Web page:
• otherdeb said,

      Sounds like a great plan, Melissa!

      Sigh. I dread organizing the books. Between my roommate, who is a retired librarian, and myself, we have five bookcases in the living room, the cookbook case in the hall between the living room and the kitchen, and a bookcase in my roommate’s room — all overflowing.

      As I see it, the first thing is to get rid of the books I’ve read, but will not be reading again. Then I can start working my way through the books that have not been read. This is all complicated, of course, by the roommate’s reluctance to rid herself of any books — even ones she has not touched in decades. It *WILL* get done, however, because I want to be able to find books when I look for them.

      It’s not that I wouldn’t prefer to sell the ones we aren’t keeping. Money is always useful. But the used booksellers around here (at least the ones we can reach with public transit) are increasingly picky about what they will take, and the roomie has not done much to keep her books in good repair. Not that all of mine are in pristine condition, but I am not so attached to selling them. I would just as soon put them in a big box labeled “Take Me” or somesuch, haul the box to the park, and leave it, but the roomie gets hives when I suggest that.

      Instead, I am listing most of the books I don’t want on Bookmooch, and getting rid of them that way. Yeah, it costs me envelopes and postage, but it means that the roomie knows they are going to places they are wanted, which clams her down.

      I also do have a freebie box set up in the living room, and a second box (overflow). The books in the freebie box itself are listed on Bookmooch, but I can remove them if someone wants one or more. The overflow box has not been listed on Bookmooch yet, so if anyone wants something from that box, they can just take it.

      I have also been bringing books that I think might interest people to the third Saturday fannish thing in upstate Manhattan, where they seem to get snapped up pretty quickly.

      When I can get my friend, C, over, she lists books on eBay for me, with the deal being that we split any money made from them, and if they don’t sell, she can put them on Bookmooch as hers and get the pints for them. I can deal with this because it gets them out of my house. (She can also take any of them to keep for herself; once they are out of the house, I’m happy.)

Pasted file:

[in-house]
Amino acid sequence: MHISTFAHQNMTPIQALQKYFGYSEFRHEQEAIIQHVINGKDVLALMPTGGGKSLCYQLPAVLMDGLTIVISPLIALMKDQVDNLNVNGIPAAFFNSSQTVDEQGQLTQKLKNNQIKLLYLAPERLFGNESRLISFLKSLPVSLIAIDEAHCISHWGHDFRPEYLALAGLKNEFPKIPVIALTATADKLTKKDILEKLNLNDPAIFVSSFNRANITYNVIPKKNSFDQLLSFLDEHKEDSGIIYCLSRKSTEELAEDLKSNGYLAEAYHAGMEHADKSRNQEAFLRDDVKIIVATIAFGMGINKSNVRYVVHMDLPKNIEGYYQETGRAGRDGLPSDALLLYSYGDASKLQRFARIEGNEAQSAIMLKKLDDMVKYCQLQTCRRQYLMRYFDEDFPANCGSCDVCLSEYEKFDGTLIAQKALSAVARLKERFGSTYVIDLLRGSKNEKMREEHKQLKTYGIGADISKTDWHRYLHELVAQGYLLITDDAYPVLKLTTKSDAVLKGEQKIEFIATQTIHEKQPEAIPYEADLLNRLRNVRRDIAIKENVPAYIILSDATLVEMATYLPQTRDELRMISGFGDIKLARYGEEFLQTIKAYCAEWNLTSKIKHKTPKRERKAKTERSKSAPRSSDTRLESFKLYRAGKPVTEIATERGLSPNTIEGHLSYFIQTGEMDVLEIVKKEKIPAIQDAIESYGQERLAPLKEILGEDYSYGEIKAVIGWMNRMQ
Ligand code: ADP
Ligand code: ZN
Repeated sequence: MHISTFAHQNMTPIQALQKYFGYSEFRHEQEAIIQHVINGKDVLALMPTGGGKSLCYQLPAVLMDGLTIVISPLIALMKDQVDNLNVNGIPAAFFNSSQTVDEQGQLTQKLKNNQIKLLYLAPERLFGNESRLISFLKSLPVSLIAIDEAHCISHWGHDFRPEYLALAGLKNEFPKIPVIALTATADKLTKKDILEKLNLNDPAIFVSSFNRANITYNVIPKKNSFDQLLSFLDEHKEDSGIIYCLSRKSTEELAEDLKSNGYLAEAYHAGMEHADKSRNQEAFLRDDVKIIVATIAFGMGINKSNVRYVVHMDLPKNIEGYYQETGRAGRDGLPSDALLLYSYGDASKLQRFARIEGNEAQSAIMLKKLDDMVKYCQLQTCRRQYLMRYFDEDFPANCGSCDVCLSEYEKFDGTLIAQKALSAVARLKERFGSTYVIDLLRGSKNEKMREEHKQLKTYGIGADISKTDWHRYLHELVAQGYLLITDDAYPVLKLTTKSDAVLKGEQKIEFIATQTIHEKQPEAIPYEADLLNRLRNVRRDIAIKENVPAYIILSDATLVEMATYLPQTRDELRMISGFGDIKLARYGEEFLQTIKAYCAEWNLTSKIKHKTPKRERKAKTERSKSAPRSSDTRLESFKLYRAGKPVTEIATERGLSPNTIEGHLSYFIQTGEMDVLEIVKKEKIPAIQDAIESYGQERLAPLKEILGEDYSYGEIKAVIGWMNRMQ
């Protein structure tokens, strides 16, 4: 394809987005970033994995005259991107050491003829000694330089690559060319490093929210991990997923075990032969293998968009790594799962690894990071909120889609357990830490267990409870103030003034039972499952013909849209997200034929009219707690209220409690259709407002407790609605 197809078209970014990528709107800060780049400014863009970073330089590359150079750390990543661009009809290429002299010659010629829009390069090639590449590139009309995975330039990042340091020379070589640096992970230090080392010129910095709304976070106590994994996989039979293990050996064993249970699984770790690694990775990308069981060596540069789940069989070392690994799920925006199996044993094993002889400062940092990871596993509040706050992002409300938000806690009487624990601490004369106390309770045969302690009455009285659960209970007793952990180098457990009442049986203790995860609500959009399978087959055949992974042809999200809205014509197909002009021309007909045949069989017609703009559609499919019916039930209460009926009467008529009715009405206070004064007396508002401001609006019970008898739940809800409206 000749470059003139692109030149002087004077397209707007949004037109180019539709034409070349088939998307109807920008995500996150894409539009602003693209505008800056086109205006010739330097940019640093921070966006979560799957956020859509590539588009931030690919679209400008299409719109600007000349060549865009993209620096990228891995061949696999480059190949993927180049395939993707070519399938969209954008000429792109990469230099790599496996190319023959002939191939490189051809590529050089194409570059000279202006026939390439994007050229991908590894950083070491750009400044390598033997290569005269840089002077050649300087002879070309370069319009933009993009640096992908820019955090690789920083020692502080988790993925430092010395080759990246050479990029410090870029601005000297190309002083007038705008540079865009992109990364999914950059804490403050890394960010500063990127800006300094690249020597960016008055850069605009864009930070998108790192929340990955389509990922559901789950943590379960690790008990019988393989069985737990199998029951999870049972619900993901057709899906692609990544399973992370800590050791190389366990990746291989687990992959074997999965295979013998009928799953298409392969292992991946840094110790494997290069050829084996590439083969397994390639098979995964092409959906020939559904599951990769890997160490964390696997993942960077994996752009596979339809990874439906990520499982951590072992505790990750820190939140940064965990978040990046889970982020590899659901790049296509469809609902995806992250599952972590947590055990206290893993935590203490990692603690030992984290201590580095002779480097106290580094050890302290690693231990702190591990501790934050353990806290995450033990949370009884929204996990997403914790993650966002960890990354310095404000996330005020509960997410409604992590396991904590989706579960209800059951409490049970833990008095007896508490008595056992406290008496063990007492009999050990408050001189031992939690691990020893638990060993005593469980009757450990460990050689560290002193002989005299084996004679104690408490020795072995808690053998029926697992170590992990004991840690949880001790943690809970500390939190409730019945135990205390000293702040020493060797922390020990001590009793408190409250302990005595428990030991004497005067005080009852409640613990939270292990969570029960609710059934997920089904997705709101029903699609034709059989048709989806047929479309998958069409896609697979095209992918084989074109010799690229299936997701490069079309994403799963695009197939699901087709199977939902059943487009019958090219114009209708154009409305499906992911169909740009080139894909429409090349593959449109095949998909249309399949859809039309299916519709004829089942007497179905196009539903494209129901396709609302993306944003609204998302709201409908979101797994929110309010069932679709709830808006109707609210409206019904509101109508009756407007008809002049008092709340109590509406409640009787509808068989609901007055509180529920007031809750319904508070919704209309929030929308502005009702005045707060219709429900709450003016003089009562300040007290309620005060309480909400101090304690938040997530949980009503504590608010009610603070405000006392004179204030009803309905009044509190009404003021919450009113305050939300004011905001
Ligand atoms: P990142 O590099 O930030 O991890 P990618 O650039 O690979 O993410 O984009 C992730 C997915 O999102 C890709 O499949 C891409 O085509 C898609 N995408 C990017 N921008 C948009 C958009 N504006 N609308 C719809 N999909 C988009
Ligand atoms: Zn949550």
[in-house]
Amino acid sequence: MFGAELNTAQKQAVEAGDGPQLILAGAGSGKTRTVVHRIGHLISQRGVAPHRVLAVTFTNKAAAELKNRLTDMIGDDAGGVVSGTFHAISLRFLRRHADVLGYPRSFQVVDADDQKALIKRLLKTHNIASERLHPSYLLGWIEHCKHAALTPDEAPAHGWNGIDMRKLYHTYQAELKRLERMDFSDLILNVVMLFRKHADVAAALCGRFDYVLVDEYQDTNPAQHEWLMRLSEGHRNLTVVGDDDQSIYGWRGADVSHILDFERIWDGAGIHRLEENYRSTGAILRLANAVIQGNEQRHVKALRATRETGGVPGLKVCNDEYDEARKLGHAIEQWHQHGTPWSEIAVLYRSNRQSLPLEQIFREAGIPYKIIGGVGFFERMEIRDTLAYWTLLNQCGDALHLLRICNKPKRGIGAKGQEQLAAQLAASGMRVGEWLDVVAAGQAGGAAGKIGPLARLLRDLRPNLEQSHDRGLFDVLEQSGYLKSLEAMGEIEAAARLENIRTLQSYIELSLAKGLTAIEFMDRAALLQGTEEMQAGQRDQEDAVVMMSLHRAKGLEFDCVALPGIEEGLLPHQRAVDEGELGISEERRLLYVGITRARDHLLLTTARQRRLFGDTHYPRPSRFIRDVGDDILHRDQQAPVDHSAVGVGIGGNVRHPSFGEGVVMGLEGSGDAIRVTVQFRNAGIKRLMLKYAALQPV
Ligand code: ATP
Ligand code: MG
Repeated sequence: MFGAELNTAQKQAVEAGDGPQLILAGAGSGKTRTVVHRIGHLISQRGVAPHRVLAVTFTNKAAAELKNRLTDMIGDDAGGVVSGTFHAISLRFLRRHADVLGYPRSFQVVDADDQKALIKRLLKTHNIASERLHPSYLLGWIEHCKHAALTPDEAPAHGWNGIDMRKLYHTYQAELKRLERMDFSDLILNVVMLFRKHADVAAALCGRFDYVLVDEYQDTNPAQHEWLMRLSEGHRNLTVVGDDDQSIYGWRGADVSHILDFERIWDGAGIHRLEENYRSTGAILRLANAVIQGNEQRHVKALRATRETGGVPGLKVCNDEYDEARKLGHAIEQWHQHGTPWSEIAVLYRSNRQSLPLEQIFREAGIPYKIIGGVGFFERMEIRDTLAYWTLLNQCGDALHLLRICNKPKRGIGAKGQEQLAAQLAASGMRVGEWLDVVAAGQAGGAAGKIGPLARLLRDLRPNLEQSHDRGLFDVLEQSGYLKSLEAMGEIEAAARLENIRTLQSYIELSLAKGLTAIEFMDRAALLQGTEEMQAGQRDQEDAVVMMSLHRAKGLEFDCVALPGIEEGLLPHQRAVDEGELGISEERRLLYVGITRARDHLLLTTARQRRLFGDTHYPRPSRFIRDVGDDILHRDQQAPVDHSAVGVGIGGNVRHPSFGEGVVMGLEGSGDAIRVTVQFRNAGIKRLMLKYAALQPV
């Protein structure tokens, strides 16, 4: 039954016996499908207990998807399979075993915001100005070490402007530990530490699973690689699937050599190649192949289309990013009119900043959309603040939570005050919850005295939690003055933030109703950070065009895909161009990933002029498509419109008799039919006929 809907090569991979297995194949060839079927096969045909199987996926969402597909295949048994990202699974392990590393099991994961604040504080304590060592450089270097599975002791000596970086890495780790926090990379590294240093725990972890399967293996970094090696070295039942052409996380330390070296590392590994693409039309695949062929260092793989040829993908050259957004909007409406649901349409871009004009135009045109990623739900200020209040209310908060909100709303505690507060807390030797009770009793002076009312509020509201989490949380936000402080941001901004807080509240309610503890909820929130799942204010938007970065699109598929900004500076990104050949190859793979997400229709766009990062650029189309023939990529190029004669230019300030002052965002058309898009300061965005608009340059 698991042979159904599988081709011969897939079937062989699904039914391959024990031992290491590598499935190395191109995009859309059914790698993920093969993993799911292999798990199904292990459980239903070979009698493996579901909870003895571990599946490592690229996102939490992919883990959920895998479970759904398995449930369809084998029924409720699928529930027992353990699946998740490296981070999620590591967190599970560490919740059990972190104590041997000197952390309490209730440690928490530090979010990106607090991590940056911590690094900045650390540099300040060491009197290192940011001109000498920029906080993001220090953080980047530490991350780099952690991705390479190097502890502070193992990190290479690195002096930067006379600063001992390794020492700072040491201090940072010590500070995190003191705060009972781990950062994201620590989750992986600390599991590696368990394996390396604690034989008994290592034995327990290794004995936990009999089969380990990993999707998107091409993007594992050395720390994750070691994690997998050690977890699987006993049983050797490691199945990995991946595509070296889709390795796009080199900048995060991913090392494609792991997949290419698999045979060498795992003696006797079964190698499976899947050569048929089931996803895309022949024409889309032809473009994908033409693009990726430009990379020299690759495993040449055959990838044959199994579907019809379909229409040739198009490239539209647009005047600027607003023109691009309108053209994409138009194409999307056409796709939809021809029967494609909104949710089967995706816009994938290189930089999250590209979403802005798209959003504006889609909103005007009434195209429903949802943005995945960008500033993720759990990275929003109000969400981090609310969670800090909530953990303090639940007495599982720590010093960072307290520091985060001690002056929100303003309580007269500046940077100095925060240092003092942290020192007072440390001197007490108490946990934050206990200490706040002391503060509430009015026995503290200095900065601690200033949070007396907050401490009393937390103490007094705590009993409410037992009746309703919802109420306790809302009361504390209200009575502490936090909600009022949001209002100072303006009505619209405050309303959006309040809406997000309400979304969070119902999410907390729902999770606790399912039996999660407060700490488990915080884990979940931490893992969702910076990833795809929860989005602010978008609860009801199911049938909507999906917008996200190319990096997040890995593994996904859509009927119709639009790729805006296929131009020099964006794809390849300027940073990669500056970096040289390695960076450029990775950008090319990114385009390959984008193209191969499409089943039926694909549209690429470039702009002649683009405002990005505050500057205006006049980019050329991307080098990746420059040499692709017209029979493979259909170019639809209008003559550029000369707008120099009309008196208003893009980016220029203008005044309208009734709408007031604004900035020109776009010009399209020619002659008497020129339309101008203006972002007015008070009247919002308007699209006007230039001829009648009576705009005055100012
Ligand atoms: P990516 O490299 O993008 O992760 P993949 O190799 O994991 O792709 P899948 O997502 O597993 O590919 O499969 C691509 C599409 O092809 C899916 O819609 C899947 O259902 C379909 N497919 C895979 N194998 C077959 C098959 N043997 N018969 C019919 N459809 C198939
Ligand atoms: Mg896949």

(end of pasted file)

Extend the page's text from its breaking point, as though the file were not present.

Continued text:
What’s boggling the roomie a bit is that I’m getting rid of books by my favorite authors, as well as the other books (with maybe two exceptions). The truth is, though, that if I’ve read them already, and I’m not going to read them again, I really don’t need to keep them.

      And, divesting myself of stuff I no longer need feels so damned good. I’m getting addicted to feeling lighter, and knowing that the things I end up keeping will be the things that have real meaning for me.

  2. Janet Wilson said,

    I am temporarily out of steam, but have spent the day organizing changes in preparations for my trip tomorrow, which will now be made by bus instead of car. I feel somewhat relieved that I can do this without just running around in confused circles. I don’t for one moment believe that much could be done with my place in 48 hours, but am going to think about ways to profit from your good example and see if something could be managed in, let’s say, the rest of the winter… I may not get far with the books, though. There are very few I can be sure I won’t want to read again. I re-read a lot!

    • otherdeb said,

      First of all, Janet, enjoy your trip!

      I didn’t believe I could dig this place out in months, but working hard at it for a couple of afternoons made so much of a difference that friends didn’t recognize it, and my Landlady almost fainted from the shock.

      That said, we all progress at our own pace, because we are all in different situations.

      Re the books, I used to tell myself that I would want to reread many of them but the reality is that they were just sitting on the shelves for years (decades in some cases) collecting dust. There are some that I will keep, because I know I will reread them — Lawrence Block’s excellent books come to mind — but I find that, as I get older (and I am speaking only for myself here; I make no pretension of speaking for anyone else), I just don’t have room or time to amass huge quantities of stuff that I am not using. There are so many books I haven’t read yet that I want to, and I am using the library to deal with those.

      Anyway, once again, have a great trip! I look forward to your thought-provoking comments when you get back!